Document Type


Date of Degree

Summer 2018

Degree Name

PhD (Doctor of Philosophy)

Degree In


First Advisor

Isabel Darcy

First Committee Member

Charles Frohman

Second Committee Member

Colleen Mitchell

Third Committee Member

Walter Seaman

Fourth Committee Member

Phil Kutzko


Topological Data Analysis is a quickly expanding field but one particular subfield, multidimensional persistence, has hit a dead end. Although TDA is a very active field, it has been proven that the one-dimensional persistence used in persistent homology cannot be generalized to higher dimensions. With this in mind, progress can still be made in the accuracy of approximating it. The central challenge lies in the multiple persistence parameters. Using more than one parameter at a time creates a multi-filtration of the data which cannot be totally ordered in the way that a single filtration can.

The goal of this thesis is to contribute to the development of persistence heat maps by replacing the persistent betti number function (PBN) defined by Xia and Wei in 2015 with a new persistence summary function, the accumulated persistence function (APF) defined by Biscio and Moller in 2016. The PBN function fails to capture persistence in most cases and thus their heat maps lack important information. The APF, on the other hand, does capture persistence that can be seen in their heat maps.

A heat map is a way to visually describe three dimensions with two spatial dimensions and color. In two-dimensional persistence heat maps, the two chosen parameters lie on the x- and y- axes. These persistence parameters define a complex on the data, and its topology is represented by the color. We use the method of heat maps introduced by Xia and Wei. We acquired an R script from Matthew Pietrosanu to generate our own heat maps with the second parameter being curvature threshold. We also use the accumulated persistence function introduced by Biscio and Moller, who provided an R script to compute the APF on a data set. We then wrote new code, building from the existing codes, to create a modified heat map. In all the examples in this thesis, we show both the old PBN and the new APF heat maps to illustrate their differences and similarities. We study the two-dimensional heat maps with respect to curvature applied to two types of parameterized knots, Lissajous knots and torus knots. We also show how both heat maps can be used to compare and contrast data sets.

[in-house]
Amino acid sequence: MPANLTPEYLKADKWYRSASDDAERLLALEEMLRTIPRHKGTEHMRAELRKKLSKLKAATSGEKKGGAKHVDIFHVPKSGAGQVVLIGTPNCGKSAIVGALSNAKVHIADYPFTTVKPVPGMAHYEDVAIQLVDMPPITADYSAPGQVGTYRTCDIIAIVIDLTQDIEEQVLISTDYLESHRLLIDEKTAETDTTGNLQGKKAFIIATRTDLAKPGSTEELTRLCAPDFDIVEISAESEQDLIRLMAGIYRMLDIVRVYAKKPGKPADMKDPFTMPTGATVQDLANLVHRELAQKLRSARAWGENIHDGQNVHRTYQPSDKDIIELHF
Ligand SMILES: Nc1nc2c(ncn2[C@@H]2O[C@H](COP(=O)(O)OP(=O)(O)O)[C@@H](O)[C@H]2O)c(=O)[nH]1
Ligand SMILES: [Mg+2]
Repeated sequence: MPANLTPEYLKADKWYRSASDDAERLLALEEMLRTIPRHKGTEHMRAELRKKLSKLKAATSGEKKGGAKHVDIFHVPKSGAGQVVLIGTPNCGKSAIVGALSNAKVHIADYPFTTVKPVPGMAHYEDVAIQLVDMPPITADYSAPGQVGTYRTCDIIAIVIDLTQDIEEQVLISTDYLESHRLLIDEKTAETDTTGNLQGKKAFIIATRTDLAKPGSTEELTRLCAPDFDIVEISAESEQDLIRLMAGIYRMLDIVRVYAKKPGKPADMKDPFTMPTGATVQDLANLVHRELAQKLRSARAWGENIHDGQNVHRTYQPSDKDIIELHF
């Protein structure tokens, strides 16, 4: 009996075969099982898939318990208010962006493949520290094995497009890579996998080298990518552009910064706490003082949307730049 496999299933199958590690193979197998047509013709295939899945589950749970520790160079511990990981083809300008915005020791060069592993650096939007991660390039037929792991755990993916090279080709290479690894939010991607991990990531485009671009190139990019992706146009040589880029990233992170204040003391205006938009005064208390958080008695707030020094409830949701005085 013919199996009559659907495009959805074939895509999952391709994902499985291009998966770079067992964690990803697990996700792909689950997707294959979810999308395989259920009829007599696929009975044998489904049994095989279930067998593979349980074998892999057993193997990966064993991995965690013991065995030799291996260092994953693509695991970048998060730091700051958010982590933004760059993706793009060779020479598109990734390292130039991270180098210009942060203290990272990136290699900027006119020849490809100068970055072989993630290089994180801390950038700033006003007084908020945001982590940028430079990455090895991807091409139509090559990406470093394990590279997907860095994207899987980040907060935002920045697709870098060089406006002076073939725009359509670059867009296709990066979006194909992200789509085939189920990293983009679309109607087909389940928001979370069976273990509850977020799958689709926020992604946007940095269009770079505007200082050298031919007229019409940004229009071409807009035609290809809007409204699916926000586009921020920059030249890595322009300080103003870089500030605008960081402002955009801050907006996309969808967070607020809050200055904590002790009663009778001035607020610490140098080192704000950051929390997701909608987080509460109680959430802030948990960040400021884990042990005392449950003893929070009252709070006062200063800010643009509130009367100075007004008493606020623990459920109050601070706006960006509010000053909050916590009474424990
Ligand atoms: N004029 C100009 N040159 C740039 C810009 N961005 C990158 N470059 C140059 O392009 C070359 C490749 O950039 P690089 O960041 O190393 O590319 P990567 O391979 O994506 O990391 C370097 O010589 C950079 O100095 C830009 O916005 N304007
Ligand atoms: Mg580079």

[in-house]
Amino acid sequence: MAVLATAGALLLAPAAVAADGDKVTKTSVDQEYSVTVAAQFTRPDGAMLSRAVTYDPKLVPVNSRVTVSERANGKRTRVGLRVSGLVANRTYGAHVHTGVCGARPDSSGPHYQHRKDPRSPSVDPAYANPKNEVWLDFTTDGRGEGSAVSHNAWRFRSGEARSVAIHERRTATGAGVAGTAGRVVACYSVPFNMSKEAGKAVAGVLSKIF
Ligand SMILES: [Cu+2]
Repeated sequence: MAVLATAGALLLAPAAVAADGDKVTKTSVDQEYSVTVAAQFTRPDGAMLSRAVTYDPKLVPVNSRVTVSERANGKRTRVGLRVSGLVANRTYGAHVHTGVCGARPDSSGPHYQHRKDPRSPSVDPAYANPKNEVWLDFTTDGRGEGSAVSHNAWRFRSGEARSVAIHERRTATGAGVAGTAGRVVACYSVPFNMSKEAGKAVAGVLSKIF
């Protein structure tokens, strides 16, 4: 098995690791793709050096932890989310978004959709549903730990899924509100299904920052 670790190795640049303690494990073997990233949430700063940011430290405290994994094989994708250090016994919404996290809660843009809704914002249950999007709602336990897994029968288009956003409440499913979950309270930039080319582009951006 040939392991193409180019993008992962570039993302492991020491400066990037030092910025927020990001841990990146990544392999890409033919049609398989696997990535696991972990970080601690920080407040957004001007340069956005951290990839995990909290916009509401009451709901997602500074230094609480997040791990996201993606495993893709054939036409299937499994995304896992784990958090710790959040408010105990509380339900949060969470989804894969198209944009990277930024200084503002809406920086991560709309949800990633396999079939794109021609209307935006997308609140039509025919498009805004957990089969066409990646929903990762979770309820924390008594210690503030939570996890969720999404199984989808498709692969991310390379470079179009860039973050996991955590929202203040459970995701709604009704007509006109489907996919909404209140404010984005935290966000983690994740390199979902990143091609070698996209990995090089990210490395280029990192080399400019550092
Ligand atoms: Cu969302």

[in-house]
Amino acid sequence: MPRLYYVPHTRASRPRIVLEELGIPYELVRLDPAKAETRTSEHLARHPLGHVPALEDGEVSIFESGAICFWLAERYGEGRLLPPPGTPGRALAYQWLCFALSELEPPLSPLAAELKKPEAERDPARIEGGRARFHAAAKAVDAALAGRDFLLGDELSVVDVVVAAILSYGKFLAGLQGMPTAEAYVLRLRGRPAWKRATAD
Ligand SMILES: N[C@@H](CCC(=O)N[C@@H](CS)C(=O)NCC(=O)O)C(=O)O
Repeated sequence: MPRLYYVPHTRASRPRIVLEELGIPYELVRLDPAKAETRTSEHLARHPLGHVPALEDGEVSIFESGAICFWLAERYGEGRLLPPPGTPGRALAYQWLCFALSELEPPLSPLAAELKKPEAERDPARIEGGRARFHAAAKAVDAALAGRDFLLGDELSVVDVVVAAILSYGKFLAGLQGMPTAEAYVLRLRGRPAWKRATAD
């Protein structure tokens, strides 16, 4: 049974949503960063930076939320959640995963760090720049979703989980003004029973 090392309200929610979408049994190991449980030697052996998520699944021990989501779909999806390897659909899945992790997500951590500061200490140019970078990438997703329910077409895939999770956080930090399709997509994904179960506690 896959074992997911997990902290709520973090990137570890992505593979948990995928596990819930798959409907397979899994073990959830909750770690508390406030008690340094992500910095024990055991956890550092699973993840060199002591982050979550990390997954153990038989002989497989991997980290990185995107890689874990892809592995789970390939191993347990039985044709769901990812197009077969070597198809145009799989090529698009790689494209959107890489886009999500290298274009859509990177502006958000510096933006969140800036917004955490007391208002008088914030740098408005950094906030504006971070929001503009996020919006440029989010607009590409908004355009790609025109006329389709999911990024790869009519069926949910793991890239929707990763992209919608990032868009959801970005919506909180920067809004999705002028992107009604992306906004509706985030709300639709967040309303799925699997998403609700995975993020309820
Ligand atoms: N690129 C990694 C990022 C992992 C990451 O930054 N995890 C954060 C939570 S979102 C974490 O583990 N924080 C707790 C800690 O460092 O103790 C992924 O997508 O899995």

This research is important because the persistence heat map acts as a guide for finding topologically significant features as the data changes with respect to two parameters. Improving the accuracy of the heat map ultimately improves the efficiency of data analysis. Two-dimensional persistence has practical applications in analyses of data coming from proteins and DNA. The unfolding of proteins offers a second parameter of configuration over time, while tangled DNA may have a second parameter of curvature.

The concluding argument of this thesis is that using the accumulated persistence function in conjunction with the persistent betti number function provides a more accurate representation of two-dimensional persistence than the PBN heat map alone.


Data Analysis, Knots, Multidimensional persistence, Persistent Homology, Topological Data Analysis, Topology


xvi, 132 pages


Includes bibliographical references (pages 128-132).


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Copyright © 2018 Catalina Betancourt

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